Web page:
So don’t expect any better service from those a great many of us depend on for transportation. If we have another snow storm, it’ll be deja vu all over again.
In August 1979 the Boston Globe published a nostalgia-infused article about Mackinac Island. The writer described multiple locations on the island where he felt déjà vu. He also mentioned a song he overheard at the Lamplighter Bar: 6
They are singing “D-U-Double N-I-G-A-N spells Dunnigan” as they did last summer, and scheming the same plots.
Deja vu, again.
In 1981 the Washington Post discussed Nancy Reagan’s project to redecorate the White House. The reporter referred to an earlier similar venture led by First Lady Jacqueline Kennedy: 7
One guest remembered another White House refurbishing project, the one by Jacqueline Kennedy, who also came under criticism. “She was criticized for everything. It’s déjà vu all over again,” said Tish Baldrige, her social secretary at the time.
In April 1984 a women’s softball player named Kim Seitzinger employed the saying: 8
“I just knew I had to do it,” said Seitzinger. “I’m in shock. My heart is beating. I can’t believe it. “After that bad throw (in the fifth), I thought it was deja vu all over again.”
In July 1984 the saying was linked to Yogi Berra in the pages of the Wall Street Journal by Gordon S. Macklin who was president of the National Association of Securities Dealers (NASD). At the time there was a strong rivalry between two large markets for securities: Amex and NASDAQ. Macklin was responding to criticism contained in a letter: 9
Commenting on the Amex letter, Gordon S. Macklin, NASD president, said the Amex complaint is an old one. “As Yogi Berra would say, this is deja vu all over again.”
Note that this remark is ambiguous because of the phrase “would say”. Macklin may have been repeating something he believed that Yogi Berra had said. Alternatively, Macklin may have been presenting a prototypical Yogi-ish statement without claiming that Berra actually said it.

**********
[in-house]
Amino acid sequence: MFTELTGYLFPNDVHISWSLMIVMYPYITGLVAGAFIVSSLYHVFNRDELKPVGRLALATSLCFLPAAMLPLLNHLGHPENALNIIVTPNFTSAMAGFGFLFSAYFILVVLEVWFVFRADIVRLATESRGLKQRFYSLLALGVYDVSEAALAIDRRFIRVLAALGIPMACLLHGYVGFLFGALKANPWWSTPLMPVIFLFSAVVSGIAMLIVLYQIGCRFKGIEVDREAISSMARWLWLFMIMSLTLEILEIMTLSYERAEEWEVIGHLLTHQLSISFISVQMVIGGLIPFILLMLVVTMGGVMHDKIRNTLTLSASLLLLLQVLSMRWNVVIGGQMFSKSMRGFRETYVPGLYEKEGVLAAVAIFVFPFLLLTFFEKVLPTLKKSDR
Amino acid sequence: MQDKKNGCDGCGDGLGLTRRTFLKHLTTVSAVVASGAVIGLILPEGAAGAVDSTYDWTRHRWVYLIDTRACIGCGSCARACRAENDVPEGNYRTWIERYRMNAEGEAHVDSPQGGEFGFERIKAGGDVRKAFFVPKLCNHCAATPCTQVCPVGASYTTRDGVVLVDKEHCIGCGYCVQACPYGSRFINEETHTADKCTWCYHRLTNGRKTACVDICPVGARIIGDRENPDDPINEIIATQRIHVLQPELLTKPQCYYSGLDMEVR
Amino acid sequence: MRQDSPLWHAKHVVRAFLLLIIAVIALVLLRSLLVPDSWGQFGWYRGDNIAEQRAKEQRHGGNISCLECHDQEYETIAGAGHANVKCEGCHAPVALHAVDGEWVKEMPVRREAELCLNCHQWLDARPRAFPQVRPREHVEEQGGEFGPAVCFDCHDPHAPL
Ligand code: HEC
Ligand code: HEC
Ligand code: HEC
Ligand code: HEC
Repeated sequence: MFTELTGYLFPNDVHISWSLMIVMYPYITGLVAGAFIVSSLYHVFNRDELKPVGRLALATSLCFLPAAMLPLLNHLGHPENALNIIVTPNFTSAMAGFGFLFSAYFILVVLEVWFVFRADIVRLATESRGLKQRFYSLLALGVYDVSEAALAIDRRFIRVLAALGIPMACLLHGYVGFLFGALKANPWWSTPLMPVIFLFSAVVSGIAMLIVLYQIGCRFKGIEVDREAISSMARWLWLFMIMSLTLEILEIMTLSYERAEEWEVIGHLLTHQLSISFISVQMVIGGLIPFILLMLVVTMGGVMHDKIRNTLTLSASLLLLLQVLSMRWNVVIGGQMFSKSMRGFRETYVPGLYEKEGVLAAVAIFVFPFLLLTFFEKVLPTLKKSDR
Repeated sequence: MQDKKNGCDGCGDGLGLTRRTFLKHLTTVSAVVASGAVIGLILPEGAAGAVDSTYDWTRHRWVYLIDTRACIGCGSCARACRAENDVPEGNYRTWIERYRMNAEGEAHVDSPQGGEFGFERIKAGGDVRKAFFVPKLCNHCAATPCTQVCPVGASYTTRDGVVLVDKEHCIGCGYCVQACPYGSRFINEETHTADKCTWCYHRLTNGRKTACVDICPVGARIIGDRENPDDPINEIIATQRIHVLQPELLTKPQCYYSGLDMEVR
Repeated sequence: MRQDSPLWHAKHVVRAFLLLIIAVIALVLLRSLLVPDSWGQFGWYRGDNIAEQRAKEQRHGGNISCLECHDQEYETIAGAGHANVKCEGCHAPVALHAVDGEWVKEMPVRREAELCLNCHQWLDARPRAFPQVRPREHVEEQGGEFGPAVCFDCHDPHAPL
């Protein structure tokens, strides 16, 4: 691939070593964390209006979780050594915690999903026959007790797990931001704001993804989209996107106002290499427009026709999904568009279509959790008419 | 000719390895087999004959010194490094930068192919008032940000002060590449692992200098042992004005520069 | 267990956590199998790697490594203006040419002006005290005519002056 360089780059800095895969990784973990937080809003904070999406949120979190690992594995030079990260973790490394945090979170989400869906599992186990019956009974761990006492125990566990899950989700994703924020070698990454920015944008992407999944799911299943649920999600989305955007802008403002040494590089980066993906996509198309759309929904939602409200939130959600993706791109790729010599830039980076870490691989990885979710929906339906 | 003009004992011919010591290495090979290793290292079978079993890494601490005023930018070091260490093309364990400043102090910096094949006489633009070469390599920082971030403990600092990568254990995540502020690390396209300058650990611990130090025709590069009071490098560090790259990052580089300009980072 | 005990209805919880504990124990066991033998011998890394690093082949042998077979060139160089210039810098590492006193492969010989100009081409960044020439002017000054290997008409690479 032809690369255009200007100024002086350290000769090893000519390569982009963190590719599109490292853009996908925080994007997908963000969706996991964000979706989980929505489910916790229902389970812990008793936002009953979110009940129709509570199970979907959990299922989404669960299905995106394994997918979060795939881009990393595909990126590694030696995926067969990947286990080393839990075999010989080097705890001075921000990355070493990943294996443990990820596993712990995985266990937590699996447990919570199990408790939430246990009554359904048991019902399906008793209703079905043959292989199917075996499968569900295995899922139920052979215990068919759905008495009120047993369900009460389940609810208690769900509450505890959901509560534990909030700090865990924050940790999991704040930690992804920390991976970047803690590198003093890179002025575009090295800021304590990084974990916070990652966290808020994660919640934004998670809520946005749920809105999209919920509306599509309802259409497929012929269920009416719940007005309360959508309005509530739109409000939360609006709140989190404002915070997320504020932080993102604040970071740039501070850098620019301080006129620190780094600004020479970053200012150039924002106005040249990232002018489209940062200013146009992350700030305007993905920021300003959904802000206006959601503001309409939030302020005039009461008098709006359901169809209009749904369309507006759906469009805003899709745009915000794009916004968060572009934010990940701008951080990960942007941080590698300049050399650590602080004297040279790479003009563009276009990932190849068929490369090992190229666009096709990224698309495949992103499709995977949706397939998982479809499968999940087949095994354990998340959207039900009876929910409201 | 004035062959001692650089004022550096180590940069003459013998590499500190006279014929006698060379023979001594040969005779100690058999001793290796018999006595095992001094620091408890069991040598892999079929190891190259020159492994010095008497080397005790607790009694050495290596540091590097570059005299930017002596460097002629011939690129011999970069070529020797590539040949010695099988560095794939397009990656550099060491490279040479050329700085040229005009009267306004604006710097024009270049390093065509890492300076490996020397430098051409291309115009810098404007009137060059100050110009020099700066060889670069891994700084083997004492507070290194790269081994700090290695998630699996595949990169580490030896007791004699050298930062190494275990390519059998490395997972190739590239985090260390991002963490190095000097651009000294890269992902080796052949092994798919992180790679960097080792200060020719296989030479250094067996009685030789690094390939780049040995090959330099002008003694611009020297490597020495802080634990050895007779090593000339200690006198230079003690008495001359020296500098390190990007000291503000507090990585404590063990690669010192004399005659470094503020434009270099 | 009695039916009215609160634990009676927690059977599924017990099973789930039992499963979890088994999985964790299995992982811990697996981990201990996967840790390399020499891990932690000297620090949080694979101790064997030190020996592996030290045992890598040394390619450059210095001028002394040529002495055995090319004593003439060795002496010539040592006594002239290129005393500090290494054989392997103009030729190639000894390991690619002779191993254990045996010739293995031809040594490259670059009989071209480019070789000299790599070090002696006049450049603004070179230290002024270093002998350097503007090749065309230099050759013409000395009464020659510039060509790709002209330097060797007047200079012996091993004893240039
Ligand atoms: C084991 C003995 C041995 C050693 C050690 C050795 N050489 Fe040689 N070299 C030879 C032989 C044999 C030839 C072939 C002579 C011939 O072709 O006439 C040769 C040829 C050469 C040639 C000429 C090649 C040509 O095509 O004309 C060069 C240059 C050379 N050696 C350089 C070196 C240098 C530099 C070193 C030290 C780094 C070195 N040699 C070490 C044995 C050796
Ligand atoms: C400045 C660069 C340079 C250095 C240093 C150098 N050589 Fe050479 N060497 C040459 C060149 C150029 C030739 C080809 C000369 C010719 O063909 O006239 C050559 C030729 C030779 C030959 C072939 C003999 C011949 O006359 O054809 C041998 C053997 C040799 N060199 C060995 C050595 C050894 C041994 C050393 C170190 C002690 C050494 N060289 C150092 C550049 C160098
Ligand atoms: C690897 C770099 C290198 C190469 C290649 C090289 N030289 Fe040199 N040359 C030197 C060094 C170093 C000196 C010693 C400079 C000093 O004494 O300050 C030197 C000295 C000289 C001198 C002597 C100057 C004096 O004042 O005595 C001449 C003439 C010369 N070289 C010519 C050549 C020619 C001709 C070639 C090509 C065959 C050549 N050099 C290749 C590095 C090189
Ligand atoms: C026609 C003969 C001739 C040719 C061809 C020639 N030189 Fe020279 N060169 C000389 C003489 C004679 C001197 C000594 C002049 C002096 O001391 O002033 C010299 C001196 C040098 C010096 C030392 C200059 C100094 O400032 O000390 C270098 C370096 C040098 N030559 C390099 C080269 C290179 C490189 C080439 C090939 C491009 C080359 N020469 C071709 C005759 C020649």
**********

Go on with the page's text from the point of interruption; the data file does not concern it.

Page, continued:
In September 1984 The Philadelphia Inquirer published an article about a half-marathon race which included a quotation from the winning runner Dean Matthews. He employed the saying without attribution: 10
Matthews knew of Murphy’s good finishing kick, but he was determined not to be outsprinted. “Last week, I was outkicked in the last 100 meters by Rod Dixon in a 10,000-meter race in Portland, Ore.,” Matthews said. “He beat me by half a step. This was like deja vu all over again.”
In 1985 the sports writer, editor, and publishing executive Ed Fitzgerald authored “A Nickel an Inch: A Memoir”. Fitzgerald knew Yogi Berra very well and had spoken to him extensively while co-writing Yogi’s 1961 autobiography. Fitzgerald contended that the saying under investigation had been ascribed to Yogi by CBS radio, but Yogi had not employed the expression: 11
But Yogi never said, as CBS Radio said he did, “It’s like déjà vu all over again.”
Sometimes it isn’t easy to find out if a story is true or not, even when you go to the horse’s mouth
In April 1985 an Ohio newspaper wrote about the repeated hiring and firing of managers for the Yankee baseball team. Billy Martin had recently been rehired. The déjà vu expression was unambiguously attributed to Yogi: 12